This week I gave a presentation on kitchen garden design to the Lopez Island Garden Club.  As examples of kitchen gardens, I used photographs that my husband Scott took this past July of more than a dozen kitchen gardens here on Lopez Island. From his work, I selected photos of garden gates, vegetable beds, tomato houses and berry enclosures to illustrate the wide range of design options in each of these areas.  My thanks to all the Lopez Island kitchen gardeners who shared their gardens, apologies to those whose gardens I missed, and special thanks to Scott for taking the photographs.

Gates: Welcome to the Kitchen Garden

Mary gate

Skyriver gate 1

Dale gate

Mino gate

McCabe gate

McDougall gate

Metcalf gate

Garden Beds: Lots of design options

Ground level beds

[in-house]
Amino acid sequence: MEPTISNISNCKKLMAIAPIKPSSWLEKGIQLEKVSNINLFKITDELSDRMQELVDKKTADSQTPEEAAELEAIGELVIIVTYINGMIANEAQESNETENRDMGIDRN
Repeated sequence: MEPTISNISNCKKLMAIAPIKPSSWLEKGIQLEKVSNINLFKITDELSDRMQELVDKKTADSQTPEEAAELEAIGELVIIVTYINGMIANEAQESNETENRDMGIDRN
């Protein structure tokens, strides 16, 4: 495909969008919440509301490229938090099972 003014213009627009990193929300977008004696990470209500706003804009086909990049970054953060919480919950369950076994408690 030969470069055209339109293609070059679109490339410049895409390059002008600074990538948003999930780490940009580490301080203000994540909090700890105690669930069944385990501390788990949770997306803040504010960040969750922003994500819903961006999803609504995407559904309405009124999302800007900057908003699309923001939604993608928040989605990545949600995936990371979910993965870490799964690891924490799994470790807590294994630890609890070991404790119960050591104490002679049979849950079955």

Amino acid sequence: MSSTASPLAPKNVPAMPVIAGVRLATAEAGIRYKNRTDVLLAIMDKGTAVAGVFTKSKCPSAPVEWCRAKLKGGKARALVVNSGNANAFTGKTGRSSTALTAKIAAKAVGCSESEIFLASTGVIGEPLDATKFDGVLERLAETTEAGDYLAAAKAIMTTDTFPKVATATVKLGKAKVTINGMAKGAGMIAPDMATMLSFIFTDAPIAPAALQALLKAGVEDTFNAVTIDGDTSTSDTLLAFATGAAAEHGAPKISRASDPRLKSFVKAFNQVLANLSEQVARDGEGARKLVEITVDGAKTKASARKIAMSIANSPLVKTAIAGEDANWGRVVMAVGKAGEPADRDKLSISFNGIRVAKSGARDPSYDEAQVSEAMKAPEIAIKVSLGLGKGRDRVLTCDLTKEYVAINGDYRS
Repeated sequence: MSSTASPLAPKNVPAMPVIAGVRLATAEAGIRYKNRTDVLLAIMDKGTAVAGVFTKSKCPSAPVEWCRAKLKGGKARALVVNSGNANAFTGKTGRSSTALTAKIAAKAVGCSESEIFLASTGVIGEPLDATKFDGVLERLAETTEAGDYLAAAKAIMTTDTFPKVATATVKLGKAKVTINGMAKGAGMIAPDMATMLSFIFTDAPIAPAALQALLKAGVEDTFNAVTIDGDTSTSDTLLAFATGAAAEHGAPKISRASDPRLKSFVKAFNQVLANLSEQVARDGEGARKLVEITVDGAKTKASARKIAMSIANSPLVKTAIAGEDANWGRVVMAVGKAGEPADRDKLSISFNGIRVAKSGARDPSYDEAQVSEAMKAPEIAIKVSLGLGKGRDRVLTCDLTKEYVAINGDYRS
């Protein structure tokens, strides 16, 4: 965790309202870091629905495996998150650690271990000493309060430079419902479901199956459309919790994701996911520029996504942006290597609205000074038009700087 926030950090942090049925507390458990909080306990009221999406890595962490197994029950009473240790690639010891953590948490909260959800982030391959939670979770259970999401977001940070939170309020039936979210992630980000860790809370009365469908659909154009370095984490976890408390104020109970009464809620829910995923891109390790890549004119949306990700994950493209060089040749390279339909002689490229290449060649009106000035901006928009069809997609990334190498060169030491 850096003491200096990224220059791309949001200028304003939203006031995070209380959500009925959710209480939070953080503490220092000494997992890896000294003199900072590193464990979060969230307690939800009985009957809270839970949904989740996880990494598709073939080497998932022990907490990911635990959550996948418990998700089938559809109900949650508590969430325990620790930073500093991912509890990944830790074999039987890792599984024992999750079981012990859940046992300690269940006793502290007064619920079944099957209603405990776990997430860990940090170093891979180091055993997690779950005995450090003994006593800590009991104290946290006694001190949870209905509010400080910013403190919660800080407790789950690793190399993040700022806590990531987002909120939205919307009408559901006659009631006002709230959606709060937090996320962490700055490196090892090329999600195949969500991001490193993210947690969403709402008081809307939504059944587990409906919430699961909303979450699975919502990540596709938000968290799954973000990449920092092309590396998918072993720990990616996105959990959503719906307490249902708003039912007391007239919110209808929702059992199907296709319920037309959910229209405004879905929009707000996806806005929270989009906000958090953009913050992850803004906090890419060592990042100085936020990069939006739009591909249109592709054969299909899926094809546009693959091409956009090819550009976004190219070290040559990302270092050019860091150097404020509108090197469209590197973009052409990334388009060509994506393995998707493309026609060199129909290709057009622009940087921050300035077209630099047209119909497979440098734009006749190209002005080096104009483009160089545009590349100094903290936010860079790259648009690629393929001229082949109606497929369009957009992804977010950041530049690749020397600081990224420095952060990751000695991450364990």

Raised beds at different heights

Beds sided with different materials: wood, metal, stone

Beds separated by paths of different materials: dirt, grass, wood chips, gravel

Beds that are part of landscaped lawns

Beds that are enclosed by fences

Permanent Garden Beds: Lots of advantages

Keep the growing area free of foot traffic

Build up good soil

Improve drainage

Provide a surface for attaching fencing or hoop houses

Create a comfortable height for tending beds

Accommodate sloped terrain

Mary bean poles

Skyriver corn

Adams beds close view

Taylor beds long

Garden bed May

Case beds rectangles

Case rabbit fence

Karp beds close

Karp beds potatoes, tomatoes

Reynold's beds diagonal view

Reynolds bean support

McCabe beds stepping down

McDougall beds step down

Mino beds

Dale beds 1

Anderson beds closeup

Grimes beds long view

Tomato enclosures: plastic, polycarbonate, glass

Adams tomato house

Taylor tomato house

Dale tomato house

Grimes greenhouse

Reynolds greenhouse

McCabe greenhouse

Berry enclosures: frames and netting

Karp blueberries

Mino berry house

Reynolds berry houses

McDougall berry house

Adams strawberry house

 

 

 

Purple of Sicily Cauliflower

Snow Crown has been my go-to cauliflower for the past several years because it’s been so easy to grow for spring and fall harvests. Next year, though, I’m adding Purple of Sicily to my cauliflower-planting schedule.